Prometheus Piranha


The Time Bum has been eyeing Prometheus Watches for some time now. This Portuguese micro brand has been producing quality watches since 2008, including a string of hi-spec, automatic dive watches with bold, clean designs. They also happen to be quite affordable, like the 339€ black dial Piranha provided for this review. 
The Pirahna may have been inspired by 1970s dive watch designs, but it is clearly a contemporary piece. The case is by no means small, measuring 44mm wide, 52mm long, and 14.2mm thick. These dimensions push the physical limits of my smallish wrist, but numbers can only give a rough idea of how a watch might appear in person. The way a watch actually appears on your wrist is all in the details, and the Prometheus gets them right. The case is barrel-shaped and slightly curved in profile. It is dominated by sharp angles that cut along its length and drop sharply to stout, flat end lugs that drop below the case back to wrap around the wearer's wrist. 


The case sides are tall, shrouding half the height of the bezel, which is brushed steel with white markers and wide, polished grips. The center is lower between the lugs and forms a straight line  The case sides are tall, shrouding half the height of the bezel, which is brushed steel with white markers and wide, polished grips. The center is lower and forms a straight line between the lugs, fully exposing the bezel. A polished, beveled edge runs the length of the watch providing a welcome bit of flash. The varying reflections off of all these different planes give the Piranha marvelous complexity without being fussy or overbearing.
Around back, you are greeted by a cartoon drawing of the watch's toothy namesake. Behind this is the ubiquitous Miyota 9015, a solid choice with its 24 jewels, 42-hour power reserve, hacking and hand winding capabilities, and, of course, the smooth 28.8k bph sweep. 
The dial is available in white, yellow, orange, or the black version pictured here. Like the case, the dial deftly carries a great deal of detail. A printed white index surrounds the outer edge. The bar-shaped hour markers dominate at 12, 6, and 9 dial are supported by square markers with pointers to the two-digit minute/second numbers ringing the inner section of the dial. With all of this activity, there is little room left for text. The Prometheus brand and logo are up top, balanced by "Automatic 500 M / 1650 FT" below. It is almost too much, but not quite. I don't think it detracts from the appearance or affects readability, but I might have preferred a bit more breathing room at the center of the dial. 

The hands are pencil shaped and the second hand is tipped with an arrowhead. All are polished and lume filled. The date window at 3 o'clock is white-on-black on this black dial, black-on-white on the white dial. This may seem like a little thing, but I love color coordination, and I know it takes some effort to get more than the standard date wheels in these movements, so I appreciate t all the more.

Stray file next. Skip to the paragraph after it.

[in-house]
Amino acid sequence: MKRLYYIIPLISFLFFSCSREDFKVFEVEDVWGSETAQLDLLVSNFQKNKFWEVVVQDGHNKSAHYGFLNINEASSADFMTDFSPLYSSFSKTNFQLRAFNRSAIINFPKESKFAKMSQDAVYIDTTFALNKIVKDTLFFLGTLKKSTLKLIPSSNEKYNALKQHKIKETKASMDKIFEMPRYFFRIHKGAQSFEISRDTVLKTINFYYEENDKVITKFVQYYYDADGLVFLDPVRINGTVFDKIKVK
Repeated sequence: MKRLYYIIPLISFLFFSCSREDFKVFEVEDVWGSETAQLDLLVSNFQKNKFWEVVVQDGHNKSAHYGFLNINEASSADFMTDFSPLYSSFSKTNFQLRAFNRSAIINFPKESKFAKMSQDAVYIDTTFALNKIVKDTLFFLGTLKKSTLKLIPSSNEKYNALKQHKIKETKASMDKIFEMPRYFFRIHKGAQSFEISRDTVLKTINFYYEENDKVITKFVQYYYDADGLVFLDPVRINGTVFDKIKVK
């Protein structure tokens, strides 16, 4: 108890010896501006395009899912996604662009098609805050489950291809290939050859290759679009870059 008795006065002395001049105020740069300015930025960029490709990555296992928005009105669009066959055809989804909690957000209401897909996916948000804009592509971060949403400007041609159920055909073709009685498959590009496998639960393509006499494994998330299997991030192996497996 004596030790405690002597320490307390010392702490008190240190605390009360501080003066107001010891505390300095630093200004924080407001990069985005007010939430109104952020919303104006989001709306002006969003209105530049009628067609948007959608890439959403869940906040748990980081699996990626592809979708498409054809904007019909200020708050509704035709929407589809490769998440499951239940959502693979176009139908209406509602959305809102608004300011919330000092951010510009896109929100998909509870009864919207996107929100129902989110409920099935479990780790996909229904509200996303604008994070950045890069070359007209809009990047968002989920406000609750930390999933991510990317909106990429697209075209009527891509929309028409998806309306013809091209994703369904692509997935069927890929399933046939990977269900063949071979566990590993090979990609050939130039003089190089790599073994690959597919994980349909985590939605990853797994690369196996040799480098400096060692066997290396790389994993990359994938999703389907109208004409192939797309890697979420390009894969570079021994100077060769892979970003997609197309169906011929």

One expects a 500 meter watch to be fully dive capable and the Prometheus is up to the task. The sapphire crystal has an inner anti-reflective coating. Daylight legibility is excellent and eight layers of C3 SuperLuminova grace the markers, hands, and bezel pip, bursting with a bright green glow when the lights go down. Action on the unidirectional bezel is outstanding, moving firmly and smoothly, snapping into each of its 60 detents with a positive click and not a trace of play. The screw down crown is large and deeply sculpted for easy operation with wet hands or gloves. It is also signed with cast image of the Prometheus flame logo, which may not aid you underwater, but looks very cool everywhere else. A helium release valve is the icing on the cake. The real piranha may be a shallow water fish, but the Prometheus Piranha can go deeper than most of its owners will ever dare.


The watch is supplied with a 22mm polyurethane strap. The rectangular cut outs and angled tail recall Isofrane straps. A signed buckle completes the picture. It is perfectly practical, complements the angular case, and provides another link to its 1970s inspiration. That said, it is the first thing I would change. It's not that it doesn't look good, but I have no love for poly. I find it stiff and uncomfortable. Instead, I'd buy a similarly styled natural rubber strap.



For several days, the Piranha was my go-to watch for weekend and evening activities. I found it easy to wear, even on my small 6.5" wrist. You will not mistake it for a svelte dress watch, but it is not at all unwieldy and man, does it look sweet: big, purposeful, and sleek. 

The Piranha's 339€ MSRP was already a great deal but has been made even better by the current 12 per cent sale and the strongest dollar we've seen in years. This means US buyers can get theirs for $322 USD, including FedEx International Priority shipping. For a watch of this caliber, that's one heck of a bargain. 

Pro: Excellent case, 500 meter rating.
Con: Polyurethane strap

Sum: High spec, sharp design, low price. The Time Bum approves.




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